Ongoing Coverage:
Shots - Health Blog
2:51 am
Fri May 25, 2012

Dispatchers' CPR Coaching Saves Lives When Every Minute Counts

Originally published on Fri May 25, 2012 9:09 am

Your chances of surviving a sudden heart attack may depend on where you live; some American cities have survival rates five times higher than others. One difference can be 911 dispatchers.

If they coach someone over the phone to give CPR, the chance of surviving goes up. There's now a push to make it universal, but some cities are slow to implement the necessary training.

Becky Cole was eight months pregnant with her fourth child when she collapsed against the bathroom door. It was January 2011 in the Seattle suburb of Woodinville.

"I got up to go brush my teeth, and that's the last thing I remember," she says.

Her husband, Jon, heard the loud crash and called 911.

"She's fallen down, and she doesn't look like she's breathing. I need an emergency ambulance right now," he told the dispatcher.

What happened next is typical in many cities across the country, but it's not nearly as universal as you might expect. When Jon Cole explained that his wife was unconscious and appeared to not be breathing, the dispatcher instructed him on how to perform CPR.

He switched to speakerphone and the dispatcher led him through the process, step by step.

"I was so worried about doing it wrong that I clung to every word that dispatcher said. Because this is my wife, this is my best friend," he says.

Soon, the medics arrived and took over, but Jon Cole had kept her blood flowing with CPR for six minutes.

"Every minute of delay, the likelihood of survival falls by 10 percent. So, you can do the math," says Dr. Mickey Eisenberg, medical director for emergency response in King County, Wash.

Back in 1981, he launched an experiment in the Seattle area, using emergency dispatchers to coach CPR. He was inspired by a pioneering program in Phoenix. He says one hurdle to giving instructions over the phone, in a panic situation, is using the right words.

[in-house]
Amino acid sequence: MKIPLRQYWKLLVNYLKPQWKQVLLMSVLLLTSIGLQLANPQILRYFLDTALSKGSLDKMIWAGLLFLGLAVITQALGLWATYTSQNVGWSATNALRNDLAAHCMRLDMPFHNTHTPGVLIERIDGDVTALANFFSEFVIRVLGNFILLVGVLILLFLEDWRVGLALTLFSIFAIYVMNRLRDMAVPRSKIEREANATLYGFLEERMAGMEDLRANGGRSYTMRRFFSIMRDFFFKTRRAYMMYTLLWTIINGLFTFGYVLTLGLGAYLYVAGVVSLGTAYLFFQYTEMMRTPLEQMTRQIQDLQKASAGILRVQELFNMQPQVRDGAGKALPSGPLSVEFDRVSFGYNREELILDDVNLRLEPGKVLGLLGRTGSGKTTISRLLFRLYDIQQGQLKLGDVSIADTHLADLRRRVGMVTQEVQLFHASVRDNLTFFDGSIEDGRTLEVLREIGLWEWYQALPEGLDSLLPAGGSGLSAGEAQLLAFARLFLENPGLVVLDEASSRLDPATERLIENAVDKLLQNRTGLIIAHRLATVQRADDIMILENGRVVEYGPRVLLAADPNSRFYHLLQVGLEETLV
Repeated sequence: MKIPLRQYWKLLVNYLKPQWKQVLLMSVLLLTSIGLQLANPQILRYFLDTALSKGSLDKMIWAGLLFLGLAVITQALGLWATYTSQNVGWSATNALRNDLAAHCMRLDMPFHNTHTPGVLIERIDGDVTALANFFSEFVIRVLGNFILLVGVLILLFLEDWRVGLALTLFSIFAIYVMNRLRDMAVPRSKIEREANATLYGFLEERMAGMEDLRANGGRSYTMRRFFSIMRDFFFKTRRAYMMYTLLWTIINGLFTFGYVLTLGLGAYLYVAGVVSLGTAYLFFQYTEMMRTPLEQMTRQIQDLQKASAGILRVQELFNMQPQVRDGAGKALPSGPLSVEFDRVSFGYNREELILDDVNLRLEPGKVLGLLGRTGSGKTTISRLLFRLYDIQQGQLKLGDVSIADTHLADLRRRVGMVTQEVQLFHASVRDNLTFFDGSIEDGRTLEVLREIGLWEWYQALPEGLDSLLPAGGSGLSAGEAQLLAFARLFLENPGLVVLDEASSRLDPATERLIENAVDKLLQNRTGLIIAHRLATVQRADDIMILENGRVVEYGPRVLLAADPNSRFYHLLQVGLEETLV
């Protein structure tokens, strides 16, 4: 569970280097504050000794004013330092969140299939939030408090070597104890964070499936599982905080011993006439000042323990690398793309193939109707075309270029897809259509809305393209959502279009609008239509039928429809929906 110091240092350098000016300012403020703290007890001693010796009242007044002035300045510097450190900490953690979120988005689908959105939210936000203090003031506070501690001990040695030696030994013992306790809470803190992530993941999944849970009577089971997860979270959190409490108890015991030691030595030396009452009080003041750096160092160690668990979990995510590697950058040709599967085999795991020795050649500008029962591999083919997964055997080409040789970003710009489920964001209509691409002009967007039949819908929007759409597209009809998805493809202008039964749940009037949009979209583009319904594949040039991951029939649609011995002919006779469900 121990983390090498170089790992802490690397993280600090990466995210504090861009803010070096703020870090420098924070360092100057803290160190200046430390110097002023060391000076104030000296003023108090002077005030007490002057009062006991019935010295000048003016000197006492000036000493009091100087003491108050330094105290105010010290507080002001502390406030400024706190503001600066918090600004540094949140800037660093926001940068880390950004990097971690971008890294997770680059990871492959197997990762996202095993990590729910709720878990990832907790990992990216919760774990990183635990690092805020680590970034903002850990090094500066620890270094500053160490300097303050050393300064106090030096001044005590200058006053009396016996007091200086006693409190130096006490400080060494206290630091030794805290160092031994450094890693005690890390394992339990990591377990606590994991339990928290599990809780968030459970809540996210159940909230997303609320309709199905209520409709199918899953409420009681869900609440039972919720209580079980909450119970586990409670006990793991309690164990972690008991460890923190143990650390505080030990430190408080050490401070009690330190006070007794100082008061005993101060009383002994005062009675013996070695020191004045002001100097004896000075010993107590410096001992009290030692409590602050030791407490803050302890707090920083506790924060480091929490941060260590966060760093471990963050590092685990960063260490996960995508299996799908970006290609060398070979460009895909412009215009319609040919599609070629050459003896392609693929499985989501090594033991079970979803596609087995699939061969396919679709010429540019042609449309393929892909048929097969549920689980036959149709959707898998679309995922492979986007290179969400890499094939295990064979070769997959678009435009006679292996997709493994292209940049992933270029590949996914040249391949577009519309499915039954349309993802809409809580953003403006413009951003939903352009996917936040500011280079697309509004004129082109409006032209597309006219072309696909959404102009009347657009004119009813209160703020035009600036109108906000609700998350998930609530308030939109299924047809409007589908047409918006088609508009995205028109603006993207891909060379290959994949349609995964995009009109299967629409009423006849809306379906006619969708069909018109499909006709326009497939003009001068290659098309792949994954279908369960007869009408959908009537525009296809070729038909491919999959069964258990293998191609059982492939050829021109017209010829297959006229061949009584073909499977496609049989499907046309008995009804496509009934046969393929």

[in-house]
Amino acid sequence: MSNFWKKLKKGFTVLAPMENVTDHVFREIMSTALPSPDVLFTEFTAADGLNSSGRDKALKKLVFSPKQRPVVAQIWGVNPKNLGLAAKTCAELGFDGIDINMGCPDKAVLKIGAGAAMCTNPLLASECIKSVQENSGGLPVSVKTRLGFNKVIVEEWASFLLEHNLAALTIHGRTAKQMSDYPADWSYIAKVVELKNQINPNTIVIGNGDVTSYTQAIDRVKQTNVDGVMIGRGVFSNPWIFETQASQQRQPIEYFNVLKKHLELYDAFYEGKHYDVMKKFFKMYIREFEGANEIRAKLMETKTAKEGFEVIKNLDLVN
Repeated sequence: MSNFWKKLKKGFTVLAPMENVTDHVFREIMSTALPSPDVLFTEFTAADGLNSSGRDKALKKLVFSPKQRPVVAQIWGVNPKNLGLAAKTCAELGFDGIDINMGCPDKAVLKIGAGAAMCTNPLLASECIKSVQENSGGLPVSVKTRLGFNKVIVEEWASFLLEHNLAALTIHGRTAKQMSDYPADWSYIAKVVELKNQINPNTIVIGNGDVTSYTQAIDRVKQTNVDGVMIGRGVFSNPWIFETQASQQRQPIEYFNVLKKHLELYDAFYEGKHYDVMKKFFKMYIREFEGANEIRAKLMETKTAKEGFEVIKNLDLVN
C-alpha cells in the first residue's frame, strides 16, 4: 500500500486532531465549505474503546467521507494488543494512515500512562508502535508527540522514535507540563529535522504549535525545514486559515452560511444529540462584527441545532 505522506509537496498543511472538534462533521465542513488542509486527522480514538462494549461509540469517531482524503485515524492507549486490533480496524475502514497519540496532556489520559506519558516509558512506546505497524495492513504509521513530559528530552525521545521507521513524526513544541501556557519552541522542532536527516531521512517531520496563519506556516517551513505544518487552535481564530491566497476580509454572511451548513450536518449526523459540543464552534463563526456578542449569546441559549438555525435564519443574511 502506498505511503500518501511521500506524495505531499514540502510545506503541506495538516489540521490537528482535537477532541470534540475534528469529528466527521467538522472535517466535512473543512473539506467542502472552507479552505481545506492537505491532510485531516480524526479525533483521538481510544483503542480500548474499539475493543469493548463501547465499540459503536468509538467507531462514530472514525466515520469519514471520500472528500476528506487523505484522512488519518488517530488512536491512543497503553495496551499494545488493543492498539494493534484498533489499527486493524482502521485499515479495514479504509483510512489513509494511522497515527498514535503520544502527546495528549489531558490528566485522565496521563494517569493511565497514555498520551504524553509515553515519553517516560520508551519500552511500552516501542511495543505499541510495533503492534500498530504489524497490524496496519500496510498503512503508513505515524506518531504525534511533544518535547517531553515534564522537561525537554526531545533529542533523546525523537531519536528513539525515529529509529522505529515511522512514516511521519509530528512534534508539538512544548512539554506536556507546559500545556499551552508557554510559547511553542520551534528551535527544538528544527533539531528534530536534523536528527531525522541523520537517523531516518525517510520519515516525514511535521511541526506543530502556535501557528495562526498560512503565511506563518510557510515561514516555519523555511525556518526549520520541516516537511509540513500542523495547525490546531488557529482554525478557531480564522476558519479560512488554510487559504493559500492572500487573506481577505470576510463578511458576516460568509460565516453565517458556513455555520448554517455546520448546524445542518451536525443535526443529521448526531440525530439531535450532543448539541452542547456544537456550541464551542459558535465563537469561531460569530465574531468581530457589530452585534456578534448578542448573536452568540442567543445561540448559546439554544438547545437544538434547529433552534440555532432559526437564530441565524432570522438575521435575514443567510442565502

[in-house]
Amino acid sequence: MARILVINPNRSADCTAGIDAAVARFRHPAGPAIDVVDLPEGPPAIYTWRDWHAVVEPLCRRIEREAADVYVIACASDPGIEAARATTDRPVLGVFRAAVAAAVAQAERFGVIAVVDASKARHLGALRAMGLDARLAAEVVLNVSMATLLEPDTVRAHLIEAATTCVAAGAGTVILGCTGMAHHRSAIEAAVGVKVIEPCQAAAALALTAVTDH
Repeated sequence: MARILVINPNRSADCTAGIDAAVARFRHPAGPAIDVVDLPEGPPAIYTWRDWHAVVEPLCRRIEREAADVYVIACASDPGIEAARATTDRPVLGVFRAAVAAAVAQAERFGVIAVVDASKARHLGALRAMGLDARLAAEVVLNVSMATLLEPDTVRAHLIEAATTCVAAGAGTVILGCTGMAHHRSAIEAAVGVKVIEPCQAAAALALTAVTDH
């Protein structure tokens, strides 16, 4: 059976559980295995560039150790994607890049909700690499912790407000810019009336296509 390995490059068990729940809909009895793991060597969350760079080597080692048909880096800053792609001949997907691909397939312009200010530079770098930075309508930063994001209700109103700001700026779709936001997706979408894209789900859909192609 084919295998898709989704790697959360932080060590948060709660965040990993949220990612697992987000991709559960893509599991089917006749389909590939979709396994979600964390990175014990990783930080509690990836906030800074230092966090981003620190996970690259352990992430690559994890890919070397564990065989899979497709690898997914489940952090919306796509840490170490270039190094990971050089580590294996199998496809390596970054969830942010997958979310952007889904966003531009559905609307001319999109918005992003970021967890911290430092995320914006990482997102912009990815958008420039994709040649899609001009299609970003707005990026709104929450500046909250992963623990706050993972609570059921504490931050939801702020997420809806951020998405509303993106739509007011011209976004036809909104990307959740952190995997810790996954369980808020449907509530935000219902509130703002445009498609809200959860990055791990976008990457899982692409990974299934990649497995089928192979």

"Such things as 'center' versus 'middle' versus 'half-way down.' All these things evoke different images," Eisenberg says.

Another huge challenge is figuring out for sure, over the phone, that the person's heart really has stopped. In many cases, there's an illusion of breathing, like a "last gasp." That happened with Jon and Becky Cole. Becky Cole gasped, and her husband told the dispatcher she was trying to breathe.

"That doesn't sound like breathing," the dispatcher told him. "We're going to have to still keep on going on this, OK?"

Eisenberg says recognizing normal breathing is the focus for a lot of training at the 911 call center.

"To an untrained person, they think the person is breathing, but they are not breathing normally," he says.

The call center training paid off right away. CPR rates in those first critical minutes went up by 50 percent across King County. Hundreds of cities have adopted similar programs.

But many still have not, and some have been slower to come around. For example, in Oak Creek, Wis., outside Milwaukee, paramedic Jerry Biggart says he used to pester his bosses about starting a program, but they gave him excuses. The said they would do it once the state mandated it, but otherwise they told Biggart they did not have the resources to do it.